Delivery of initial curriculum and obtaining feedback:
- As part of the development work the education programme will be piloted with at least two groups of 6 - 8 people plus carers. Feedback will be collected from some of the people who attend the education sessions and any necessary changes made to the curriculum. These cycles of piloting, collecting feedback and modifying the programme will be repeated until the education programme developed is "fit for purpose".
Delivery of programme with collection of before and after measures:
- Following initial development, testing and refinement of the curriculum, the education programme will be delivered with another sample of participants and the feasibility of collecting pre and post intervention outcome measures will be tested. The investigators anticipate delivering the programme to up to two groups of 6 - 8 people plus carers. Data will be collected at baseline and 3-months (12 weeks) following delivery of the final education session. Data and may include: physical activity and sedentary behaviour (as measured by accelerometer); body weight, BMI, waist circumference, blood pressure and dietary intake (fruit and vegetables). Uptake of the education programme (attendance) and retention at 3-months follow-up will also be explored. This phase will be subject to modification depending on the findings from prior iterations and any problems encountered.
Observational Model: Cohort, Time Perspective: Cross-Sectional
Diabetes Mellitus, Type 2
Diabetes Research Centre, University of Leicester
University of Leicester
Published on BioPortfolio: 2015-08-02T15:36:24-0400
Diabetes Mellitus type 1 is characterized by an absolute insulin deficiency caused by T-cell-mediated autoimmune destruction of pancreatic β-cells . It is the predominant form of diabetes...
The purpose of this study is to collect information of the risk profile of patients with type 2 diabetes mellitus, their treatment concerning meeting the guidelines for treatment of diabet...
The purpose of this study is to determine the safety and efficacy of an investigational drug in patients with type 2 diabetes mellitus.
Ligand Pharmaceuticals Incorporated is developing LGD-6972, a novel, orally-bioavailable addition to diet and exercise to improve glycemic control in adults with type 2 diabetes mellitus. ...
This is a clinical study to determine the safety and efficacy of an investigational drug in patients with type 2 diabetes mellitus.
Impairment in cellular transport, distribution and storage of cholesterol accompanies insulin resistance and diabetes mellitus type 2 as well as other diseases such as obesity, atherosclerosis, and no...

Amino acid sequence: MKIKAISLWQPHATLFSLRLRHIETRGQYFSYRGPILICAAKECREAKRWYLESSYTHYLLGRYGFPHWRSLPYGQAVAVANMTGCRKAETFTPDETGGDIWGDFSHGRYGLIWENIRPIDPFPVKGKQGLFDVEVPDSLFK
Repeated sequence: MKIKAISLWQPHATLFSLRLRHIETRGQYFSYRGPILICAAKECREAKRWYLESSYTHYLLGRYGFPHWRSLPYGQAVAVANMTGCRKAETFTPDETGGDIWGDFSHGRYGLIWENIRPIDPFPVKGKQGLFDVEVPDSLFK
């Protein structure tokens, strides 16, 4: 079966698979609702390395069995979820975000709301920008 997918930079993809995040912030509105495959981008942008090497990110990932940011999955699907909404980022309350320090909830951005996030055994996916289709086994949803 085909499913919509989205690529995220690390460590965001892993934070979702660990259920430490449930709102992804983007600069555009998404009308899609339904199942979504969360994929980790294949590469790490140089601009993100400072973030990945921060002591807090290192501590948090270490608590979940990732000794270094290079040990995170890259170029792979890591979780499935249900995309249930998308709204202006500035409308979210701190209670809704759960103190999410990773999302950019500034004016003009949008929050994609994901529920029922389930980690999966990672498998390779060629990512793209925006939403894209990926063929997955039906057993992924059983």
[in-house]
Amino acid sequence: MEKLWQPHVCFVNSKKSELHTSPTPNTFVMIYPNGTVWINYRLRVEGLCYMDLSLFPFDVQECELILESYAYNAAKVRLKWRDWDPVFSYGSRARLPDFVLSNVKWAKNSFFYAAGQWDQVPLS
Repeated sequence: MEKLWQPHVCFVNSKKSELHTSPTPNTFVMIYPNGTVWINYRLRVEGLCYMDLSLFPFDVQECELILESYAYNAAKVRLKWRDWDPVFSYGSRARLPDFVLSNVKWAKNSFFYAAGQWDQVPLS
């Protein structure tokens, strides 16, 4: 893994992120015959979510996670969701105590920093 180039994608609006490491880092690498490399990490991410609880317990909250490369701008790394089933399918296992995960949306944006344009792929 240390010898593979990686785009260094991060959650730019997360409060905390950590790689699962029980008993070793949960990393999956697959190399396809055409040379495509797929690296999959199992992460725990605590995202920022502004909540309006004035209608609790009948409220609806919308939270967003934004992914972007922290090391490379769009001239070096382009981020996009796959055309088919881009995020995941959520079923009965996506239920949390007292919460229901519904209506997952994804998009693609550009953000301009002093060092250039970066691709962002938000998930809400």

Type 2 diabetes mellitus currently ranks high among indicators used in Global Burden of Disease Studies. The current study estimated the burden of disease attributable to type 2 diabetes mellitus and ...
Patients with type 2 diabetes mellitus develop many complications including osteopenia, which is associated with high fracture risk. Osteocalcin is a non collagenous protein derived from the osteoblas...
Neonatal diabetes mellitus (NDM) is a monogenic form of diabetes mellitus. Until now, patients in developing countries who had this condition had been misdiagnosed as having type 1 diabetes mellitus a...
To classify individuals with diabetes mellitus (DM) into DM subtypes using population-based studies.
A subclass of DIABETES MELLITUS that is not INSULIN-responsive or dependent (NIDDM). It is characterized initially by INSULIN RESISTANCE and HYPERINSULINEMIA; and eventually by GLUCOSE INTOLERANCE; HYPERGLYCEMIA; and overt diabetes. Type II diabetes mellitus is no longer considered a disease exclusively found in adults. Patients seldom develop KETOSIS but often exhibit OBESITY.
The time period before the development of symptomatic diabetes. For example, certain risk factors can be observed in subjects who subsequently develop INSULIN RESISTANCE as in type 2 diabetes (DIABETES MELLITUS, TYPE 2).
A subtype of DIABETES MELLITUS that is characterized by INSULIN deficiency. It is manifested by the sudden onset of severe HYPERGLYCEMIA, rapid progression to DIABETIC KETOACIDOSIS, and DEATH unless treated with insulin. The disease may occur at any age, but is most common in childhood or adolescence.
A type of diabetes mellitus that is characterized by severe INSULIN RESISTANCE and LIPODYSTROPHY. The latter may be generalized, partial, acquired, or congenital (LIPODYSTROPHY, CONGENITAL GENERALIZED).
A life-threatening complication of diabetes mellitus, primarily of TYPE 1 DIABETES MELLITUS with severe INSULIN deficiency and extreme HYPERGLYCEMIA. It is characterized by excessive LIPOLYSIS, oxidation of FATTY ACIDS, production of KETONE BODIES, a sweet smell to the breath (KETOSIS;) DEHYDRATION; and depressed consciousness leading to COMA.